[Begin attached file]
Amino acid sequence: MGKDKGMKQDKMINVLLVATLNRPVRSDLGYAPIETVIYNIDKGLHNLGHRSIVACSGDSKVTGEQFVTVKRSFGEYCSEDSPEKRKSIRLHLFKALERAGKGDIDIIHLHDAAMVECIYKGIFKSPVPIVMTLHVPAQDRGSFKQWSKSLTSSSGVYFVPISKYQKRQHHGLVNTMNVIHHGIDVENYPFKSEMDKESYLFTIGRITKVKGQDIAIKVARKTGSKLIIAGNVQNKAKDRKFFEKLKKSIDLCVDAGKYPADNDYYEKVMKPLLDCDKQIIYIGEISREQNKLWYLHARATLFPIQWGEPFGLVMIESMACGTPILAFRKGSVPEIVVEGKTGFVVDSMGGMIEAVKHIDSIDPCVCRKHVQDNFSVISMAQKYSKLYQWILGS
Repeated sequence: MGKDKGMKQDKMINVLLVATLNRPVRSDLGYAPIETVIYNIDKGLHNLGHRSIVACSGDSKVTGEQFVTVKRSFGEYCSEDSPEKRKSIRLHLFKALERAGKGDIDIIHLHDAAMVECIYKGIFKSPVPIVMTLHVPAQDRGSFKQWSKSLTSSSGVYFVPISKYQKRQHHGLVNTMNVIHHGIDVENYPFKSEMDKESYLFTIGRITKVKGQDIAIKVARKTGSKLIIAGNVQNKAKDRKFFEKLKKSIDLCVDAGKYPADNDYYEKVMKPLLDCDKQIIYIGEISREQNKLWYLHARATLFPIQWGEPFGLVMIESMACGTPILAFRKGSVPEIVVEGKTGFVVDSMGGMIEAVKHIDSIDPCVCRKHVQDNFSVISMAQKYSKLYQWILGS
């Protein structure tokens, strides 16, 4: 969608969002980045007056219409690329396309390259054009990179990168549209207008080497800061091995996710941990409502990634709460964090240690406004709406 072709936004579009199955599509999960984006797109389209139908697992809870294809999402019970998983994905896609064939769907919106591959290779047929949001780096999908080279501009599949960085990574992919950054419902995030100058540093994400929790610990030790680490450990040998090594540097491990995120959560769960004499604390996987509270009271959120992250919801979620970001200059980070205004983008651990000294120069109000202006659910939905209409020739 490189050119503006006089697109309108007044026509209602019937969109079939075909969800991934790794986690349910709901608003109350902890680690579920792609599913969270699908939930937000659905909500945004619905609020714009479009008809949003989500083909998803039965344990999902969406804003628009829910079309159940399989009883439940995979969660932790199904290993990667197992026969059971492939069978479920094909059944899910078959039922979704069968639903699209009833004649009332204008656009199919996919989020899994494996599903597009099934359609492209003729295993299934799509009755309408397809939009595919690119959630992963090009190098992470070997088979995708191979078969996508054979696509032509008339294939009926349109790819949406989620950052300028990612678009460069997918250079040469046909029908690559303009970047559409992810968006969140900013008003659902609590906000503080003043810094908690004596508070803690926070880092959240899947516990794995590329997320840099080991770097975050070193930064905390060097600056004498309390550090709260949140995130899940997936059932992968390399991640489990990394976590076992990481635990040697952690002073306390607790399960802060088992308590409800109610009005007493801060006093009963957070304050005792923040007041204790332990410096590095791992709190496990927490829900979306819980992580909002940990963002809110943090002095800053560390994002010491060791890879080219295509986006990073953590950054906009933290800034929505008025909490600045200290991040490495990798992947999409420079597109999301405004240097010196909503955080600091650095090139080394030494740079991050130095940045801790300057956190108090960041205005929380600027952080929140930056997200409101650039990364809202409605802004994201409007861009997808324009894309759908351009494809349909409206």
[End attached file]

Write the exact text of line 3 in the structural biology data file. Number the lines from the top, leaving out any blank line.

């Protein structure tokens, strides 16, 4: 969608969002980045007056219409690329396309390259054009990179990168549209207008080497800061091995996710941990409502990634709460964090240690406004709406 072709936004579009199955599509999960984006797109389209139908697992809870294809999402019970998983994905896609064939769907919106591959290779047929949001780096999908080279501009599949960085990574992919950054419902995030100058540093994400929790610990030790680490450990040998090594540097491990995120959560769960004499604390996987509270009271959120992250919801979620970001200059980070205004983008651990000294120069109000202006659910939905209409020739 490189050119503006006089697109309108007044026509209602019937969109079939075909969800991934790794986690349910709901608003109350902890680690579920792609599913969270699908939930937000659905909500945004619905609020714009479009008809949003989500083909998803039965344990999902969406804003628009829910079309159940399989009883439940995979969660932790199904290993990667197992026969059971492939069978479920094909059944899910078959039922979704069968639903699209009833004649009332204008656009199919996919989020899994494996599903597009099934359609492209003729295993299934799509009755309408397809939009595919690119959630992963090009190098992470070997088979995708191979078969996508054979696509032509008339294939009926349109790819949406989620950052300028990612678009460069997918250079040469046909029908690559303009970047559409992810968006969140900013008003659902609590906000503080003043810094908690004596508070803690926070880092959240899947516990794995590329997320840099080991770097975050070193930064905390060097600056004498309390550090709260949140995130899940997936059932992968390399991640489990990394976590076992990481635990040697952690002073306390607790399960802060088992308590409800109610009005007493801060006093009963957070304050005792923040007041204790332990410096590095791992709190496990927490829900979306819980992580909002940990963002809110943090002095800053560390994002010491060791890879080219295509986006990073953590950054906009933290800034929505008025909490600045200290991040490495990798992947999409420079597109999301405004240097010196909503955080600091650095090139080394030494740079991050130095940045801790300057956190108090960041205005929380600027952080929140930056997200409101650039990364809202409605802004994201409007861009997808324009894309759908351009494809349909409206």